- The Enterprise
- The Recorder
A regenerated economic development department with a focus on “economic gardening” is Eugene T. Lauer’s proudest accomplishment as interim economic development director, he said. There’s also a new website in the making.
Lauer, a former county administrator, was hired in February 2011 by the current Charles County board of commissioners to reconstitute a department all of whose staff had been fired by the previous board. But he took the job only temporarily, and last month the commissioners hired Kwasi G. Holman as his permanent replacement. Lauer will retire at the end of this month after showing Holman, former president and chief executive of the Prince George’s County Economic Development Corp., the ropes.
“I’m pleased with what we’ve been able to do over the last 16 months. When I got here it was truly a blank slate: no staff, no anything. … My main mission has been, we’ve got to get something up and operating, have the capability existing, form a staff, budget, the websites, that sort of thing, get those really existing and ready to hand off to the next entity,” Lauer said.
With three full-time workers, including the director, and three part-timers, he’s succeeded in reconstituting the department.
“Here’s where Gene was so impressive: We had no department. He will tell you the economic development department that remained was in four file boxes. It took someone with Gene’s experience and connections — he knew where everything was,” said commissioners’ President Candice Quinn Kelly (D). “He got a team together and set them up. Because he was so trusted, it wasn’t like he had to ask for permission every time he did something. He just got something going.”
Lauer gives himself credit for some innovations as well, including the county’s fledgling Small Local Business Enterprise program, which will give priority in county contracting to registered small businesses with a Charles County presence.
“I think that’s going to be a great program that we have in place. It passes all legal tests, so I think that’s certainly something I would put down as a significant accomplishment. Obviously the next couple years, how it develops and gets implemented is how its success is measured and tweaked. This is a good start,” he said.
Previous development efforts focused on attracting interest from big-name companies, like large military contractors. But, starting with last year’s county economic summit, efforts shifted to helping small, homegrown efforts grow, Lauer said.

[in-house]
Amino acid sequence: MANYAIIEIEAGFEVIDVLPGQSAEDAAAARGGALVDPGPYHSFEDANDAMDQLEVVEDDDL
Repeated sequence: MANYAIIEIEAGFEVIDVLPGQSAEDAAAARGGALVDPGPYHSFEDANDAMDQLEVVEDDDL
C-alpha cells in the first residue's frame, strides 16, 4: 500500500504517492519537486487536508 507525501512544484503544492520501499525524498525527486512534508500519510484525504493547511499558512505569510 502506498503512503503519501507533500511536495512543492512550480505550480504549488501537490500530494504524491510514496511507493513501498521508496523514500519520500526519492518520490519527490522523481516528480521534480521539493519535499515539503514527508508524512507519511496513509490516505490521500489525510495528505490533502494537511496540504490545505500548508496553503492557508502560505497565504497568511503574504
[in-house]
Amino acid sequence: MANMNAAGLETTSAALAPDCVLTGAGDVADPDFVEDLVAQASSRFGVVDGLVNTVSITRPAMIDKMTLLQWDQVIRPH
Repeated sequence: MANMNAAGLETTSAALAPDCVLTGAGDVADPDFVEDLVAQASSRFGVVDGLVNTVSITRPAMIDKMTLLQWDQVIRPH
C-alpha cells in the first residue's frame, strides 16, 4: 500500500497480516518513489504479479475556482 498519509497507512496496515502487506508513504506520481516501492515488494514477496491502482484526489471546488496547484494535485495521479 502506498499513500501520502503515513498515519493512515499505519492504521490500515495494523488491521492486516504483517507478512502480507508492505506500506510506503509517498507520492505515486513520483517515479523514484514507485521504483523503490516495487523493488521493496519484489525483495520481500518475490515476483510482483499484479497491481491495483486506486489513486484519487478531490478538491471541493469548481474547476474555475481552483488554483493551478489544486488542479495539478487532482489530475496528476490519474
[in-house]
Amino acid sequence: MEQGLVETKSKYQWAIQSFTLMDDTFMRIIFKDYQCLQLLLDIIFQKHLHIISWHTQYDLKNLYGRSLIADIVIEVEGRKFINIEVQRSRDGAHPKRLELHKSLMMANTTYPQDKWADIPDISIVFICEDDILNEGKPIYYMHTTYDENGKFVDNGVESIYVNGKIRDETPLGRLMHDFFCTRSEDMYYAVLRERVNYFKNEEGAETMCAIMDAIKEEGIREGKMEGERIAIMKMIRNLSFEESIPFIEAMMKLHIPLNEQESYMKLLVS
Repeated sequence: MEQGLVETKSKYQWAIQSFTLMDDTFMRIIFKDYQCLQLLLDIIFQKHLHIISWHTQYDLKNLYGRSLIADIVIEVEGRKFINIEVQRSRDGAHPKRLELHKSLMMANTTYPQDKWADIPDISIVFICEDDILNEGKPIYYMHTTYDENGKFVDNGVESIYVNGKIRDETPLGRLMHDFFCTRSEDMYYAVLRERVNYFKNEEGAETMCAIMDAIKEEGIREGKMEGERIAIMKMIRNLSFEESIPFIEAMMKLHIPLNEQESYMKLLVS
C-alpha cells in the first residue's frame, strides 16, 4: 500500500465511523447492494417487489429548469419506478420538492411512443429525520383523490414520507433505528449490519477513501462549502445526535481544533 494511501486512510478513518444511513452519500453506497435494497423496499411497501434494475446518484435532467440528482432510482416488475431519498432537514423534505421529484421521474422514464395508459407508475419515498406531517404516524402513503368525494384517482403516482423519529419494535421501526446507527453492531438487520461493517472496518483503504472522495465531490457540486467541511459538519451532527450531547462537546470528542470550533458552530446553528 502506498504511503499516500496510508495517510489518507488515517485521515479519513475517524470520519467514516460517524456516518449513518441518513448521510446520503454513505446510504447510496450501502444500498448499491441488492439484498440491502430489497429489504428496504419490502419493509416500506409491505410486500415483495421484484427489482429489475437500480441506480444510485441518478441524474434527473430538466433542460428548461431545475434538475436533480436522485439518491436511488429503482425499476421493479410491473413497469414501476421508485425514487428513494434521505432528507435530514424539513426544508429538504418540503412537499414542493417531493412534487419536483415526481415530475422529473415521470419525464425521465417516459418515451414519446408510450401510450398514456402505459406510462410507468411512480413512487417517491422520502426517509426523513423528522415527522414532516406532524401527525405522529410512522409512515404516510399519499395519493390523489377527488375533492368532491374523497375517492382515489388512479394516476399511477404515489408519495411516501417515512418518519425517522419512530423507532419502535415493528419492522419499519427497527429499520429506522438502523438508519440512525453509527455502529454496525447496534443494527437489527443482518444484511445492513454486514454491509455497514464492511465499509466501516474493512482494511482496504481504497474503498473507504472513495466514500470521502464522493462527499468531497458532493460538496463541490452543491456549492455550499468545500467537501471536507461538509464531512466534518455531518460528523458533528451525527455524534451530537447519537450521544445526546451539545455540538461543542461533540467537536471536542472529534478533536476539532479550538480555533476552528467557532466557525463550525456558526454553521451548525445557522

Ken Gould, president of the Business Alliance of Charles County, sees this change as one of Lauer’s most important contributions.
“A key component of economic development is helping businesses already here succeed and be strong. If businesses already here are doing well and are happy, that’s going to be attractive to businesses that are looking to come into the county,” Gould said. “Gene did a good job of helping businesses already in the county succeed and survive in what has been a pretty crummy economy for five years now.”
Staffers also are working on a new economic development website to replace “Meet Charles,” the site that in turn was first unveiled as a replacement for the county’s original economic development staff. But content on meetcharlescounty.com, which went up in June 2010, a month after the staffers were fired, seems to have been maintained for only a few months. It features an alphabetized list of county businesses, an “Entrepreneur of the Month” section last updated for November 2010 and a “Charles Biz Blog” with five posts, all of them made Aug. 30, 2010.
For the sake of continuity, the county will keep the old URL, but redirect to the new site, Lauer said.
“We will have something that’s pretty good and not the outdated stuff that’s largely on there now. Of course, it will be separate from tourism because tourism is no longer part of the department. Tourism will have its own site and page and we will have our own,” Lauer said.
Online content needs to be fresh to attract existing businesses to a new place, Lauer said.
“In the field of economic development, what keeps getting drilled into you is people have to get their [information] instantaneously and they’d better see what they’re after in the first three clicks or they’re on to something else. [The new site is] all geared to get the information you want quickly, in a very retrievable and understandable way, with correct tabs and topic headings. This, we found out, has been a major effort,” Lauer said.
More than any particular effort, Gould credits Lauer with getting things going again.
“He did an outstanding job pulling everything back together, settling things down when they kind of went haywire. I’m sorry to see him go, but I’m happy for him. Clearly what he wanted to do was fix things and bring someone else in to do the job, and he has,” Gould said.